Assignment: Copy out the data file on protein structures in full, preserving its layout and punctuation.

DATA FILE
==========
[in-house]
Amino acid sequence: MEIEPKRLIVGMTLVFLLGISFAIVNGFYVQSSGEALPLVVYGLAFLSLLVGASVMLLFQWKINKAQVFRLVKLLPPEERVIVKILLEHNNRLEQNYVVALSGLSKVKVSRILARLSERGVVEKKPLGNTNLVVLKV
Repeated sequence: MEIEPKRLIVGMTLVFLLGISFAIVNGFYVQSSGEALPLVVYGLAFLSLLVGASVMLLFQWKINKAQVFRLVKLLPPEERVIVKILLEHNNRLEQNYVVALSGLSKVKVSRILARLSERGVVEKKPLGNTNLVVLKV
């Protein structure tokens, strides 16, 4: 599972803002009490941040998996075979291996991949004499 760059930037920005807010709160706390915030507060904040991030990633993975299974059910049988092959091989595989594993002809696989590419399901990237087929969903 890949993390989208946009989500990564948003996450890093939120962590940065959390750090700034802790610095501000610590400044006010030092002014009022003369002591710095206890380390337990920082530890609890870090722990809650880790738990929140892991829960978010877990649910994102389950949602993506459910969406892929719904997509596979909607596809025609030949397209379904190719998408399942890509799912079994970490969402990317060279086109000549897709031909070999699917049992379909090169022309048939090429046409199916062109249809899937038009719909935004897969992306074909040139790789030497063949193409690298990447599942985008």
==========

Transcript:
[in-house]
Amino acid sequence: MEIEPKRLIVGMTLVFLLGISFAIVNGFYVQSSGEALPLVVYGLAFLSLLVGASVMLLFQWKINKAQVFRLVKLLPPEERVIVKILLEHNNRLEQNYVVALSGLSKVKVSRILARLSERGVVEKKPLGNTNLVVLKV
Repeated sequence: MEIEPKRLIVGMTLVFLLGISFAIVNGFYVQSSGEALPLVVYGLAFLSLLVGASVMLLFQWKINKAQVFRLVKLLPPEERVIVKILLEHNNRLEQNYVVALSGLSKVKVSRILARLSERGVVEKKPLGNTNLVVLKV
């Protein structure tokens, strides 16, 4: 599972803002009490941040998996075979291996991949004499 760059930037920005807010709160706390915030507060904040991030990633993975299974059910049988092959091989595989594993002809696989590419399901990237087929969903 890949993390989208946009989500990564948003996450890093939120962590940065959390750090700034802790610095501000610590400044006010030092002014009022003369002591710095206890380390337990920082530890609890870090722990809650880790738990929140892991829960978010877990649910994102389950949602993506459910969406892929719904997509596979909607596809025609030949397209379904190719998408399942890509799912079994970490969402990317060279086109000549897709031909070999699917049992379909090169022309048939090429046409199916062109249809899937038009719909935004897969992306074909040139790789030497063949193409690298990447599942985008």